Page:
Q: Can sugar cause an addiction?

A: A spoonful of table sugar — in a cup of coffee, for example — will cause the glucose level in your blood to rise.

Your body responds differently to eating an apple, which is loaded with fruit sugars. That's because the apple's sugars are "in natural form, in the whole fruit," says David Ludwig, professor of nutrition at the Harvard T.H. Chan School of Public Health. "The sugar is sequestered in the structure of the fruit, and it leaches out slowly."

But the sugar in sodas or candy, he says, "slams into the liver and raises blood glucose." 

Scientists believe the rise in blood glucose is responsible for a craving.

"Sugary foods and refined carbohydrates cause a blood-sugar spike," says Ashley Gearhardt, a psychologist at the University of Michigan. "And then three to four hours later, a blood-sugar crash. That cycle primes your brain and makes you want more of those foods."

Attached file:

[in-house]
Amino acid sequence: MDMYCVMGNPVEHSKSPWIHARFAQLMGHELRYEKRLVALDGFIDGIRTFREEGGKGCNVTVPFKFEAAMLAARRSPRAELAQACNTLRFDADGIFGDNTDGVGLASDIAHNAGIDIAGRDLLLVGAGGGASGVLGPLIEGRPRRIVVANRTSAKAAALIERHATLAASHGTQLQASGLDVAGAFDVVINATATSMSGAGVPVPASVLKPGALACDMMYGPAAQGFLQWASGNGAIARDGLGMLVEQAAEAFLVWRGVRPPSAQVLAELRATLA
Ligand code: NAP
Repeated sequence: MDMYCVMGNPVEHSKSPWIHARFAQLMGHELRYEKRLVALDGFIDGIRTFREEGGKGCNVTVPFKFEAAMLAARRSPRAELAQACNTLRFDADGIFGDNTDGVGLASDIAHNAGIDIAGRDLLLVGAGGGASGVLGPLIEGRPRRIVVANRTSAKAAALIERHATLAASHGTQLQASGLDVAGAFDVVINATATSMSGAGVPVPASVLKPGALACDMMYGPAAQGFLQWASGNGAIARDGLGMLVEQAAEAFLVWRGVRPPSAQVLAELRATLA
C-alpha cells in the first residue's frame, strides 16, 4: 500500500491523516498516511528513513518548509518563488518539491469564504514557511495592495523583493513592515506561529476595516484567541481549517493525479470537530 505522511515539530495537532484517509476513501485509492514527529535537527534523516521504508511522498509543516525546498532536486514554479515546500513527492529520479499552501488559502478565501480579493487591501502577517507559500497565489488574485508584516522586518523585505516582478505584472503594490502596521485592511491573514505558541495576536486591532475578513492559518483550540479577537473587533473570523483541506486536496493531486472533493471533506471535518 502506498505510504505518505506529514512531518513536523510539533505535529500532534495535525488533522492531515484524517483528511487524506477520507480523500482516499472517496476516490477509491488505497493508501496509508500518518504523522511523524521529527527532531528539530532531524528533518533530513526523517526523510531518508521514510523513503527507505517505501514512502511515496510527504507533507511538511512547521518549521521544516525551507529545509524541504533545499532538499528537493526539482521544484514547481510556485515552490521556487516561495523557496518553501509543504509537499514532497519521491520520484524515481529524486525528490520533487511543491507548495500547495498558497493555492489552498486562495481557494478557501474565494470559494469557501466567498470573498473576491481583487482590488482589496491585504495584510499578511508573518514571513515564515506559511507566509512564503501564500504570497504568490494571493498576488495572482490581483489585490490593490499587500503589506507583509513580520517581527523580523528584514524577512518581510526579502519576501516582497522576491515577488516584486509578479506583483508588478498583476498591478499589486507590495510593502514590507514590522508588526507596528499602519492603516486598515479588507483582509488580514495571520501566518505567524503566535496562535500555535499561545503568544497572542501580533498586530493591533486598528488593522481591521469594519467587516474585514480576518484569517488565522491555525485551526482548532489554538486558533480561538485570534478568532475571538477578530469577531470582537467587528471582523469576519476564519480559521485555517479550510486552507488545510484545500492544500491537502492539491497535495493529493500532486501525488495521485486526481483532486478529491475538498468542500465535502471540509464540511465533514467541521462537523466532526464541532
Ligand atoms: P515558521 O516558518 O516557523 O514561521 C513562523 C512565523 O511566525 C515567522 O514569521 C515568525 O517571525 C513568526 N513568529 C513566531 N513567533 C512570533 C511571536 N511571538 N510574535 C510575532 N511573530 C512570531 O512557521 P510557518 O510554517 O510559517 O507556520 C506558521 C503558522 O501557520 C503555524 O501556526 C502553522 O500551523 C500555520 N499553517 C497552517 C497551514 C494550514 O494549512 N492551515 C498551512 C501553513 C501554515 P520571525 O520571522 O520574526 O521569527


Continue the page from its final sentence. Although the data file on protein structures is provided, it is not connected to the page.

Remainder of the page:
Highs and crashes and priming and wanting. That's the language of addiction.

People may say they're addicted to sugar, and the addictive model may be useful for researchers as they study food cravings and overeating. But candy is not the same as heroin, says Larry Cheskin, director of the Johns Hopkins Weight Management Center. For people, eating and overeating are not only a result of physiological cues, he says.

If you stop eating foods with added sugar for a while, can you reduce your craving? Anecdotally, the answer seems to be yes. But there's been little research on this.

— Jill U. Adams, The Washington Post